He shows convincingly that the emerging Cold War II is not as extensive, extreme and polarising as its predecessor. Its reach is not yet global and “the sides are less clear-cut”, with alliances not so firmly formed or ideologically defined. But the weaponisation of cyber technologies is making the confrontation a deadly one.

Doyle offers three reasons why the burgeoning cold war, dangerous as it is, will not be a replay of the original one. One, the likely costs of an escalating cold war between the US and China. Two, the large global common interest in interdependent prosperity and saving the planet from environmental degradation. And three, he sees China and Russia as authoritarian but not totalitarian.

The book’s main concern is how to prevent a second cold war. Doyle identifies what he sees as four bridges towards this end. The first concerns US-China cooperation on the shared challenge of climate change mitigation. The second is finding a negotiated end to the Ukraine conflict with Russia.

He sets forth a package of proposals on this, some workable, some unrealistic. The third bridge is détente between the US and China. Here too ideas for a compromise on Taiwan are presented. The fourth bridge to a ‘cold peace’ is to forge new rules on cyber. While acknowledging clashing interests and ambitions, he argues that compromises are possible to limit the harmful fallout of cyber hacking and warfare.

For Doyle, diplomatic accommodation to achieve a cold peace would also involve a “non-subversion pact”, resting on mutual commitments not to attack the political independence and territorial integrity of each other. That also means barring covert operations. The book has interesting ‘solutions’ to many of the vexed issues pushing the world towards more turbulence and instability. But as others have also observed, it overemphasises the role of domestic factors and ideology as drivers of a new cold war.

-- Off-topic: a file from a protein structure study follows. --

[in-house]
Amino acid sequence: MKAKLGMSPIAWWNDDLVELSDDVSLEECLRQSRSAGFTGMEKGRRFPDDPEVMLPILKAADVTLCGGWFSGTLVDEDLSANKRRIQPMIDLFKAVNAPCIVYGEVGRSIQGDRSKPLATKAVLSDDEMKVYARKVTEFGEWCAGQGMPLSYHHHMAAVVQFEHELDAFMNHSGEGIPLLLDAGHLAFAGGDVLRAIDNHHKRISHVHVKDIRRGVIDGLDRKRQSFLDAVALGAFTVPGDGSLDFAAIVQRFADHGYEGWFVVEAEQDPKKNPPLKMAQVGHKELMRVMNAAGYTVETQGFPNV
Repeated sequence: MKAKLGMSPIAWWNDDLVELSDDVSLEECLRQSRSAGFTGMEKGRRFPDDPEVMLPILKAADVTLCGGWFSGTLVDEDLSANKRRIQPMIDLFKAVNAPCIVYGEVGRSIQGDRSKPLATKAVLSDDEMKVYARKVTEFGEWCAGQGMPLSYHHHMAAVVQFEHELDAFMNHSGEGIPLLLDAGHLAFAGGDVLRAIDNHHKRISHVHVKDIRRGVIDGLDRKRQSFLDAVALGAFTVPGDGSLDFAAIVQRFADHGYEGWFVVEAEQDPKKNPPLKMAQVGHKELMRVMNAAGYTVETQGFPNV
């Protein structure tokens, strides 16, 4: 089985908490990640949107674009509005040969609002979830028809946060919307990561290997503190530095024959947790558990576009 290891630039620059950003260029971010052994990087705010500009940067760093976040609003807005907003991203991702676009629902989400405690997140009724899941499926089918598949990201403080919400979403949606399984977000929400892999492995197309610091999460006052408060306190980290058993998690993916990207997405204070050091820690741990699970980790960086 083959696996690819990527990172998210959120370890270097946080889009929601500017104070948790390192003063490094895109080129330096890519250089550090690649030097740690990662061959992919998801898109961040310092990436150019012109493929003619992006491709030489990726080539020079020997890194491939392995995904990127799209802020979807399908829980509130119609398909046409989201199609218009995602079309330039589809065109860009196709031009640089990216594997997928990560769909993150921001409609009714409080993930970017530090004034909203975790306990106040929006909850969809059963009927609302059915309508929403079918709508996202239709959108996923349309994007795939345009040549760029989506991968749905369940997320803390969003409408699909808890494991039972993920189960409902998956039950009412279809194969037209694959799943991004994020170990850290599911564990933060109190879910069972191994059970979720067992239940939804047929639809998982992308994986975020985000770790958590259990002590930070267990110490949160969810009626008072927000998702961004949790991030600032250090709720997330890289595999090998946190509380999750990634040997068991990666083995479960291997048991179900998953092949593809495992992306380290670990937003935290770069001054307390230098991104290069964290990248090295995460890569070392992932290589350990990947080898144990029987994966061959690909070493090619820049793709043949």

Doyle clearly comes down on the side of greater engagement between the US and China, agreeing with other authors and experts about the danger of collision between them. Rudd made the case for “managed strategic cooperation”, Mahbubani for the two powers to seek areas of convergence based on their core interests, while Letwin called for “peaceful competition”.

One of the most influential books on this subject, published in 2017, was Destined for War: Can America and China Escape Thucydides’s Trap? by Harvard scholar Graham Allison.

In this, he invoked the ancient Greek historian Thucydides’s depiction of the deadly trap that emerges when one great power challenges or is poised to displace another. Thucydides had emphasised the inevitability of war when fear of the rise of a new power determined the established power’s actions.

Allison’s advice to avoid Thucydides’s Trap resonates in Doyle’s book and in Henry Kissinger’s warning that any drift into conflict would have catastrophic consequences. Kissinger doesn’t exaggerate when he says that the fate of the world depends on whether the US and China can get along.

The writer is a former ambassador to the US, UK and UN.